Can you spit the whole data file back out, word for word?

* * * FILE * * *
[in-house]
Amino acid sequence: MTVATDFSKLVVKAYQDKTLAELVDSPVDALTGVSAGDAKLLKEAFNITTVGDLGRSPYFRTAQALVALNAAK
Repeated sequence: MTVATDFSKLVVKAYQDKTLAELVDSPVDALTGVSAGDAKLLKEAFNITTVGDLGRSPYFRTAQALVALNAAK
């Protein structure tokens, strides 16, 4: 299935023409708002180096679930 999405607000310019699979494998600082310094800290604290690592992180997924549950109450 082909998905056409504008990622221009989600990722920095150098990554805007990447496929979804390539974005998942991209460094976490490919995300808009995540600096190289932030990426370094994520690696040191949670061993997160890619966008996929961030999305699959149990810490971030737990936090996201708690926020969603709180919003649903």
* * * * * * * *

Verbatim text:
[in-house]
Amino acid sequence: MTVATDFSKLVVKAYQDKTLAELVDSPVDALTGVSAGDAKLLKEAFNITTVGDLGRSPYFRTAQALVALNAAK
Repeated sequence: MTVATDFSKLVVKAYQDKTLAELVDSPVDALTGVSAGDAKLLKEAFNITTVGDLGRSPYFRTAQALVALNAAK
């Protein structure tokens, strides 16, 4: 299935023409708002180096679930 999405607000310019699979494998600082310094800290604290690592992180997924549950109450 082909998905056409504008990622221009989600990722920095150098990554805007990447496929979804390539974005998942991209460094976490490919995300808009995540600096190289932030990426370094994520690696040191949670061993997160890619966008996929961030999305699959149990810490971030737990936090996201708690926020969603709180919003649903």